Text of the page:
Theatre students perform at local restaurant
By Joshua Trant
Posted December 22, 2012
Posted December 22, 2012
Working a shift at Italian Inn near the TCU campus is more than a job for some students in the theatre department – it’s another opportunity to perform outside of the classroom.
Known as the “Home to the Singing Waiters,” the Italian restaurant hires singers to perform in front of the dining crowd.
Alan Shorter, associate professor in the department of theatre, said he thinks having a performance venue is a great opportunity for the theatre students that are employed at Italian Inn.
“Working in that kind of environment pulls your mind away from being self-centered on what you’re doing,” Shorter said. “Your concentration gets honed.”
Shorter elaborated on the distractions from the restaurant-environment and how the theatre students benefit from them.
“It’s a wonderful feedback and a mirroring of what you’re doing,” he said. “Since your life is going to be [performing] in front of people, this gives you an opportunity to sing in front of a captive audience.”
One of the “singing waiters,” Elicia Gantverg, said performing at Italian Inn is a different environment than singing on a theatre stage.
“It’s a lot different when you’re yourself and people are judging you based on your own voice,” she said. “That’s kind of a good experience to get up there and sing songs and feel comfortable about your own performance.”
The senior theatre major said after she got the singing job at the restaurant, she became more comfortable auditioning for roles in musicals and plays.
“Auditioning is a lot easier for me now,” Gantverg said. “Right after I started [working], I started getting a lot more confidence to audition for musicals outside of TCU.”
Gantverg said auditioning to be a “singing waiter” was distressing at first, but in the end, was a beneficial experience.
“It’s actually a really good way to overcome stage fright,” she said. “It’s very humbling, it really is.”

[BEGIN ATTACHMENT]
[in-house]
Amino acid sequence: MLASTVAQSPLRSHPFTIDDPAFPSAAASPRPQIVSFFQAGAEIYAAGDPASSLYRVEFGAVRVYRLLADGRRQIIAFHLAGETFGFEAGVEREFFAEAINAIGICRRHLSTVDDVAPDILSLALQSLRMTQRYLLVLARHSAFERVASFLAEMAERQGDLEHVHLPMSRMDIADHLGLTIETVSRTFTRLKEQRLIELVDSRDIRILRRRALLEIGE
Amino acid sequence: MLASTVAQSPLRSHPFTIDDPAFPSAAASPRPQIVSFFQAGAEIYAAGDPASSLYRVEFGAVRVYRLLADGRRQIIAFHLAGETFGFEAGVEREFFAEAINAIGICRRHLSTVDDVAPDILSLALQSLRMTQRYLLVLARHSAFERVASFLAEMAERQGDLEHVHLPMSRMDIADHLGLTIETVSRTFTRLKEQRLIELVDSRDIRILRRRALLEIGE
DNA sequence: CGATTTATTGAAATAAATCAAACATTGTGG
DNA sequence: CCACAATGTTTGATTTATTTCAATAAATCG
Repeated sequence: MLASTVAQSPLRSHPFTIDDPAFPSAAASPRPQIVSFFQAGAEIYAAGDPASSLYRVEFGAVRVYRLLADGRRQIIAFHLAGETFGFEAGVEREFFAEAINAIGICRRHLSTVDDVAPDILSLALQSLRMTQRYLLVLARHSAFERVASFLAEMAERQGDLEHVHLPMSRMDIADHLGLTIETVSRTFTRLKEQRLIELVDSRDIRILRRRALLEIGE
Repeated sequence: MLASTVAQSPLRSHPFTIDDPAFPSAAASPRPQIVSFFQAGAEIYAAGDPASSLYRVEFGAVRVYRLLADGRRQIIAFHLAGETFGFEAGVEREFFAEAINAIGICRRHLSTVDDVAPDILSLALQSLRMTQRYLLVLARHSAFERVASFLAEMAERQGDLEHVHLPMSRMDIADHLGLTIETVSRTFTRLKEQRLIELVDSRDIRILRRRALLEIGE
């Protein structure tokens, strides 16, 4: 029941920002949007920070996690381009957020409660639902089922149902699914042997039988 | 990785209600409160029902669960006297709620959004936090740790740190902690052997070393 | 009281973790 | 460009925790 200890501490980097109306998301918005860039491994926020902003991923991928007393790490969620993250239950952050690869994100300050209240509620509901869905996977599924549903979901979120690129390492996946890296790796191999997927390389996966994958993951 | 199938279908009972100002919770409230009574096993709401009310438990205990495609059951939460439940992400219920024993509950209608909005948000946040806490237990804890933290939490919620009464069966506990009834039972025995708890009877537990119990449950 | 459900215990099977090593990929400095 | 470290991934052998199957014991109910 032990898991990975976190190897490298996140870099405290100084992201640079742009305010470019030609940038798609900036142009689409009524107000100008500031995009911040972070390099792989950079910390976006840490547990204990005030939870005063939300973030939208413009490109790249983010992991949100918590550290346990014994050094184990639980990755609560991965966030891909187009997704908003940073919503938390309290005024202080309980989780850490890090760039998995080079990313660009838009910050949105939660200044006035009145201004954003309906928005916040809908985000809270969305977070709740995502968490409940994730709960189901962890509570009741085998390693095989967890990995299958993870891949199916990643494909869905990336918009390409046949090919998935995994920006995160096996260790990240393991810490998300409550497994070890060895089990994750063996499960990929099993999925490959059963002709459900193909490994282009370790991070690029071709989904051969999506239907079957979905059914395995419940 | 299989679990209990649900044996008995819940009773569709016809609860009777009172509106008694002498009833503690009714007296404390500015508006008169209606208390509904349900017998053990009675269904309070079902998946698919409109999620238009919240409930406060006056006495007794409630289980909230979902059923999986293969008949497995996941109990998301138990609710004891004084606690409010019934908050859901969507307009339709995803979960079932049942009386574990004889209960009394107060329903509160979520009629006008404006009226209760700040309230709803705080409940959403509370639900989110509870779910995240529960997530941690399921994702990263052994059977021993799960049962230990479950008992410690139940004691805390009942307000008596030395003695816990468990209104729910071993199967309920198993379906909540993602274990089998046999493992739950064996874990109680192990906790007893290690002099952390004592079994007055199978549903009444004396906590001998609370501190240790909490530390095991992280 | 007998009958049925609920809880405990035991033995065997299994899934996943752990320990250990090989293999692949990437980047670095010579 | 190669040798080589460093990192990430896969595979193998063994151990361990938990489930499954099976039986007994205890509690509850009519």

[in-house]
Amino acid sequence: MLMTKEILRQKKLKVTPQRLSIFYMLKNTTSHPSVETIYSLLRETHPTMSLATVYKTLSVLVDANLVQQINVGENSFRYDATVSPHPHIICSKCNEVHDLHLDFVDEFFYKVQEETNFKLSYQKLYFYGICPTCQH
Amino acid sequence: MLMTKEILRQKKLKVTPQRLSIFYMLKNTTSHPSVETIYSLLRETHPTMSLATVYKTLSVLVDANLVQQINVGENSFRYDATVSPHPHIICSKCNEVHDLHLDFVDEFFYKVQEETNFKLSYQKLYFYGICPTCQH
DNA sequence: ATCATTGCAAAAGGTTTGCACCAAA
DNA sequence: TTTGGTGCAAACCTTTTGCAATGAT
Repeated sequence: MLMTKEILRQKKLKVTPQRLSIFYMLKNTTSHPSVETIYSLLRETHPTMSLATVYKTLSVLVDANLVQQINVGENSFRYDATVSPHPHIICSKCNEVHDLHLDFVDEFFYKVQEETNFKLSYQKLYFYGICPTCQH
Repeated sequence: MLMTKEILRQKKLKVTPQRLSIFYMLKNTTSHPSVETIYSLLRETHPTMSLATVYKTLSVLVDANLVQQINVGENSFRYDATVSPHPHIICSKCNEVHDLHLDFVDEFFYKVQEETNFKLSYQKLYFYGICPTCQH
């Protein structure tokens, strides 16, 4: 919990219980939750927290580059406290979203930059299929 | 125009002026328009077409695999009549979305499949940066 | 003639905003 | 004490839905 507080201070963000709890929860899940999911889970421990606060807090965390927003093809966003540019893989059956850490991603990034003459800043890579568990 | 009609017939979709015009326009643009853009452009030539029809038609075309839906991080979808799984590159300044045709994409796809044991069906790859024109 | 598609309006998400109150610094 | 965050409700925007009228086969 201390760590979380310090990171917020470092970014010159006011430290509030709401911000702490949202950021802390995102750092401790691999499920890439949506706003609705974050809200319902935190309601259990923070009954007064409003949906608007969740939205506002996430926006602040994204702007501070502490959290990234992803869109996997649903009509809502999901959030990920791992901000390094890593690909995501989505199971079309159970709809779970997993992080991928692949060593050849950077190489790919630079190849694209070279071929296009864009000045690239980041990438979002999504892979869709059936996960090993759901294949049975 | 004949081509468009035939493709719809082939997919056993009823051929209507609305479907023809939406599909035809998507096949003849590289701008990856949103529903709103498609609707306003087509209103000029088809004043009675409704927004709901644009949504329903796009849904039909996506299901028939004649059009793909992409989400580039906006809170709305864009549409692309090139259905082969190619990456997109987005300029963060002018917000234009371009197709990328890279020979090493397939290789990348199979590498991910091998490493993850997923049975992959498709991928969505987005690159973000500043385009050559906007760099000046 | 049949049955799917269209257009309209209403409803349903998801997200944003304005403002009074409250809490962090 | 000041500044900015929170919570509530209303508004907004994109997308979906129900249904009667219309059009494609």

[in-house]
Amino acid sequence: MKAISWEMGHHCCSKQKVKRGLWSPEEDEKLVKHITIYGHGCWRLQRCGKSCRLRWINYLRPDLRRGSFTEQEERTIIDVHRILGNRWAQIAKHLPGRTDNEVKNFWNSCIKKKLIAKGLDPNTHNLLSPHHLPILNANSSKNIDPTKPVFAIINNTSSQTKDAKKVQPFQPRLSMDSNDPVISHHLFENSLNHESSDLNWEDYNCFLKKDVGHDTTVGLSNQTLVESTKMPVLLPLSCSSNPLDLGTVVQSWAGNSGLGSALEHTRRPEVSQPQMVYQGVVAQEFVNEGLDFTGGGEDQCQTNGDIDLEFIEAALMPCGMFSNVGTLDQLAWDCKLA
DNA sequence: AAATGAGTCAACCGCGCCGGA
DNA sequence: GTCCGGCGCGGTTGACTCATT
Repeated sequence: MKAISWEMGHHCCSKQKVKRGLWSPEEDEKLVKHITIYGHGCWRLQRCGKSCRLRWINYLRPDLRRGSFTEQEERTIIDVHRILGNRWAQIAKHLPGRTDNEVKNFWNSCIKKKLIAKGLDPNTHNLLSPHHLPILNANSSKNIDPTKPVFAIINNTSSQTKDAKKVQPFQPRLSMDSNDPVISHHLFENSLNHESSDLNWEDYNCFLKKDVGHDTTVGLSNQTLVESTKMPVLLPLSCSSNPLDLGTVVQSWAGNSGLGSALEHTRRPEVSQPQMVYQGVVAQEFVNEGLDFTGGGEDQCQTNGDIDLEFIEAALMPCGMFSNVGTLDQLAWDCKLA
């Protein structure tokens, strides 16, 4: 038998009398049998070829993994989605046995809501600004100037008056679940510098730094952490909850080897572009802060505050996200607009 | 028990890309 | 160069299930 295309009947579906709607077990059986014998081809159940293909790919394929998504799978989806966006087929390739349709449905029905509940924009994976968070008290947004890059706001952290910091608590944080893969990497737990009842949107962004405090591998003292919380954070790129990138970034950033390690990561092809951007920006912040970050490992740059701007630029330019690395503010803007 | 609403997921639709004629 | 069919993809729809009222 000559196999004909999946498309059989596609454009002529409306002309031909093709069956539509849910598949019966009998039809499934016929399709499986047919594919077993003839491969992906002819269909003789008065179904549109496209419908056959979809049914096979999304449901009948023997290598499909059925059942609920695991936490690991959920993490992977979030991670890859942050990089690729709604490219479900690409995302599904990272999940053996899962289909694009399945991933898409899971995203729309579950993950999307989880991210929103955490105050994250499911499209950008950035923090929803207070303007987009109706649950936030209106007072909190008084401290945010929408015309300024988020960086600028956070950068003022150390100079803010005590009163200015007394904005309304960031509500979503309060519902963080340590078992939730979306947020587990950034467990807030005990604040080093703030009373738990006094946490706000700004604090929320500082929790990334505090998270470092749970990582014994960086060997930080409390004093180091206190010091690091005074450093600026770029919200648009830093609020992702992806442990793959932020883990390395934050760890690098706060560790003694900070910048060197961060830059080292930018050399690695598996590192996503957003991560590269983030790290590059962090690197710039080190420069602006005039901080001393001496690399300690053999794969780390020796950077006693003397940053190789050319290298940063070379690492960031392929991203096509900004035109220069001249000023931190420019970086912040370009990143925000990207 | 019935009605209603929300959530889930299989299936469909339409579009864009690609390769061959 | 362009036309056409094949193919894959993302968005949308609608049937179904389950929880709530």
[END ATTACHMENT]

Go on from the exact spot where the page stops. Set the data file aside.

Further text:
Fatima Rodriguez, senior musical theatre major, said performing at the local restaurant has helped her become more comfortable singing for a variety of crowds.
“You just really learn to sing a little bit of everything because there are so many different customers there,” she said. “You learn to perform for that specific person and different styles which has been really helpful for audition situations.”
Since working at Italian Inn for the past three years, Rodriguez said her “singing repertoire” has become full of a variety of songs to perform and audition with.
“When I started working there, I had a set of six songs,” she said. “Now I can just flip through my book and [know] I have this song and this song that I can use for an audition.”
Rodriguez said being a “singing waiter” has also made her more comfortable singing on the theatre stage.
The more you do it, the more it just becomes second nature to you,” she said. “You’re putting yourself on the line.”
David Frey, another performer, said he spontaneously auditioned for the job after receiving an email from TCU saying Italian Inn needed singing waiters.
“It was actually very random,” he said. “I had to go in and figure out I had to sing on stage.”
Frey, junior environmental earth resources major, is not taking classes in the theatre department; however, he said he experienced stage fright and learned how to overcome it as soon as he auditioned.
“When I walked up on stage, I don’t even remember it to be honest,” he said. “It was pretty nerve-wracking.”
After he became more comfortable, Frey said, singing in front of people while working at Italian Inn has made him more confident in his everyday life.
“[Performing at Italian Inn] just really opened me up to experiencing everyone looking at you and watching you,” he said. “I’ve learned so much from it.”
“Singing waiters” perform on various days of the week and typically weekends.
Italian Inn is located at 6323 Camp Bowie Blvd. and will be open on Christmas Eve from 5-10 p.m.
Today on 360
TCU Holds Off Mississippi State
TCU (5-3) won for the fifth time in six games, jumping out to a 34-22 lead by halftime. The Horned Frogs led by 18 early in the second half, but the Bulldogs pulled within 59-56 on Roquez Johnson's putback with 2:24 remaining.
Top five strangest moments in the 2013 TCU football season
From beginning to end, the 2013 TCU football season could be accurately described in just one word: bizarre.
From officiating anomalies to wildlife on the field, there were many moments in 2013 that left Horned Frog fans scratching their heads. Some were under TCU’s control, others were not, but they all made this season a memorable one.
Here are the top five strangest moments for TCU in 2013:
Women’s basketball grinds out win over Stephen F. Austin
It wasn’t pretty, but TCU got the job done Wednesday night against Stephen F. Austin, winning 60-52 to stay unbeaten at the Daniel-Meyer Coliseum this season.
The Frogs had another slow start, trailing early 12-2. The Ladyjacks had several offensive rebounds early to put the pressure on the Frogs to mount a comeback before halftime.
TCU (5-3) took advantage of good defense and poor shooting by SFA and only trailed by four before Zahna Medley beat the halftime buzzer with a desperation heave to cut the lead to one.
Like us on Facebook
Join our mailing list to be kept up to date on the latest campus news. We'll email you as big news breaks and send you regular updates with stories from TCU 360.